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Let's Move Faith and Communities

A Reflection: Celebrating Eight Years of Faith-Based and Neighborhood Partnerships

Looking back at USDA’s efforts to help rural America thrive, I am truly proud of the impact our diverse partners, both from faith and secular communities, have had within their communities. On behalf of the USDA Center for Faith-Based and Neighborhood Partnerships, I would like to say thank you to our partners these past eight years as well as reflect on a few notable highlights of the work we have achieved together.

USDA touches the lives of all Americans every day, whether they realize it or not. While our programs to reduce food insecurity are well known, our nation’s most vulnerable citizens can still be hard to reach. Faith-based and community partners have been especially helpful in this area, particularly when it comes to feeding children in summer months, when school is out of session. In collaboration with many partners, including Catholic Charities USA, the Church of God in Christ, Islamic Relief USA, the National Baptist Convention and the Salvation Army, USDA increased the number of summer meals served to kids by 16% between 2009 and 2015, a total of more than 1.2 billion summer meals served when school is out and food is scarce.

Un Lugar en la Mesa para Promotoras

Imagínese que usted va al supermercado y lo reciben justo fuera de la tienda con una mesa llena de consejos sobre alimentos saludables para su familia, tomando en cuenta un presupuesto limitado - en su idioma. Esto es sólo una manera en que los trabajadores de salud comunitaria de la organización no lucrativa La Clínica de Pueblo en la capital del país están promoviendo la salud y la nutrición en la comunidad de habla hispana, parte de su iniciativa llamada “Tu salud en tus manos, La Mesa de las Delicias”.

A lo largo de todo el país, los trabajadores de salud comunitaria, conocidos en español como "promotoras” y “promotores”, están encontrando maneras innovadoras, basadas en la comunidad, y eficaces para ofrecer educación nutricional a las comunidades latinas que a menudo no tienen acceso a servicios de salud tradicionales.

A Place at the Table for Promotoras

Imagine going to the supermarket and being greeted right outside the store with a table full of healthy eating tips for your family, on a budget – in your language. That is just one way community health workers from the nonprofit La Clinica de Pueblo in the nation’s capital are promoting health and nutrition in the Spanish-speaking community, part of their initiative called “Your Health in Your Hands, The Table of Delights.”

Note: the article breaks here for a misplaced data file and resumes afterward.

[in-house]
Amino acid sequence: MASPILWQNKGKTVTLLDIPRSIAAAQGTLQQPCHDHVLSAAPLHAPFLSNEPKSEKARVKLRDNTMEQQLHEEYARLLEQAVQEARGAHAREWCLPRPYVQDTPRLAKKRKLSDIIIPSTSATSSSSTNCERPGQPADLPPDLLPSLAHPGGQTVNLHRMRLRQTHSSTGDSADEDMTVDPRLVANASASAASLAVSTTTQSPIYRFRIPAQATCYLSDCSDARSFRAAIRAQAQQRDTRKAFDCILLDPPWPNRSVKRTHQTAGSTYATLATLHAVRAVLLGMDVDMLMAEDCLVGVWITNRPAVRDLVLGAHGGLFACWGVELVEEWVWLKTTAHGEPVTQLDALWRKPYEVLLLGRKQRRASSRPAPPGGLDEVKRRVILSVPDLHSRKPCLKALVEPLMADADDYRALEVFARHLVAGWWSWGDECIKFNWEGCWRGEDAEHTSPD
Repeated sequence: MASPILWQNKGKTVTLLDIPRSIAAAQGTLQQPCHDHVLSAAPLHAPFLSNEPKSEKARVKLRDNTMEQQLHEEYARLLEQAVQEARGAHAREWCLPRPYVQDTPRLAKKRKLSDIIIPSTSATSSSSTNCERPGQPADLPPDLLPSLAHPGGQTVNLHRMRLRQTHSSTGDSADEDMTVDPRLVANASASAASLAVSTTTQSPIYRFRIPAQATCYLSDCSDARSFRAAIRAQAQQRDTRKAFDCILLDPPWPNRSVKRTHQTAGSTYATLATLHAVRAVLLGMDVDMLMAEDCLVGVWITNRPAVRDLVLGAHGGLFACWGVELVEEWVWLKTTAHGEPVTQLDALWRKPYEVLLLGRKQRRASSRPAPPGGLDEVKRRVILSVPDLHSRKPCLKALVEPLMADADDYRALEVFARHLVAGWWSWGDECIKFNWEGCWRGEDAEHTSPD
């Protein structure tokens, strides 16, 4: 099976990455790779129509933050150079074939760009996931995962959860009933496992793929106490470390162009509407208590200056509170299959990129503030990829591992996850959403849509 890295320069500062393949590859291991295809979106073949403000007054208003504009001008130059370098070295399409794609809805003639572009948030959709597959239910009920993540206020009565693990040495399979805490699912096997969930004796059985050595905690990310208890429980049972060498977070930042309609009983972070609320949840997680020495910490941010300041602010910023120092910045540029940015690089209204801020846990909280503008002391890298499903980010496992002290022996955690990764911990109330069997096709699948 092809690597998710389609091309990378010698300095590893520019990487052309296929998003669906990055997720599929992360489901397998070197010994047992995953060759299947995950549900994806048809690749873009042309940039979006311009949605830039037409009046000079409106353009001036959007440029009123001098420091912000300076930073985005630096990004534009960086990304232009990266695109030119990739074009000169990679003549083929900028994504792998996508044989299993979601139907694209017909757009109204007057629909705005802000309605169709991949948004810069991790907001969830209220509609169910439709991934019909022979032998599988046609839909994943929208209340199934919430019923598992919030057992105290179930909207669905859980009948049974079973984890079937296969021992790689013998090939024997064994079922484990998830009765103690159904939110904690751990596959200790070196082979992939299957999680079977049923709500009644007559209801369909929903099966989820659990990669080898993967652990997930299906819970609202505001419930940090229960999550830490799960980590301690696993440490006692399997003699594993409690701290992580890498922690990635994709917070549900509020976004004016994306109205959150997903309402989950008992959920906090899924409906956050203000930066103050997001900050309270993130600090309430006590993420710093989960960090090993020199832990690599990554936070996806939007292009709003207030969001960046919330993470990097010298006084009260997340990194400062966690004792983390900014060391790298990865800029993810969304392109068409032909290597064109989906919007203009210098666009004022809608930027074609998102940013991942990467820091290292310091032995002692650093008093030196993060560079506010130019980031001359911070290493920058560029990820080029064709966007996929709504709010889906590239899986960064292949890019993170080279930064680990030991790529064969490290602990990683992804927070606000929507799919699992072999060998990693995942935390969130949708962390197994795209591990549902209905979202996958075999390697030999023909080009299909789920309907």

All throughout the country, community health workers, known in Spanish as “promotoras” and “promotores”, are finding innovative, grassroots and effective ways to offer nutrition education to Latino communities that often do not have access to traditional healthcare services.

No Más Hambre: A Community Call to Action

The NO MAS HAMBRE Summit recently held in Washington DC to raise awareness of hunger in the Latino community brought together government, nonprofit, corporate and community leaders to talk about solutions to an endemic problem that often goes unnoticed -- nearly one in three Latino households with children faces hunger in this country.

At the same time, Latinos are disproportionately impacted by higher rates of childhood obesity, with almost 40 percent of Latino children overweight or obese.  This paradox of malnutrition and obesity is often misunderstood, so I was glad to moderate a panel at the conference on how faith-based organizations are partnering with USDA’s initiative La Mesa Completa and as part of Let’s Move Faith and Communities to address hunger and promote healthier communities.

North Carolina Faith Communities Eat Smart and Move More

 

Let’s Move Faith and Communities challenges congregations and communities to make health a priority through wellness leadership implemented in three steps: lead, organize, and take action. Fifty North Carolina faith communities are doing just that through their partnership with Faithful Families Eating Smart and Moving More.

Communities on the Move Video Challenge Winners Announced

Cross posted from the Let's Move! blog:

The winners of the Communities on the Move Video Challenge have been chosen!  Since First Lady Michelle Obama announced the Video Challenge in February, Let’s Move Faith and Communities has been inspired by every congregation and community that submitted a video highlighting how they are promoting healthy lifestyles for kids.  From putting on nutrition-themed puppet shows in Connecticut to advocating for safer play spaces in Colorado and preaching healthy living from the pulpit in Florida, the ideas in these videos demonstrate the commitment that communities across the country have to reversing the trend of childhood obesity within a generation.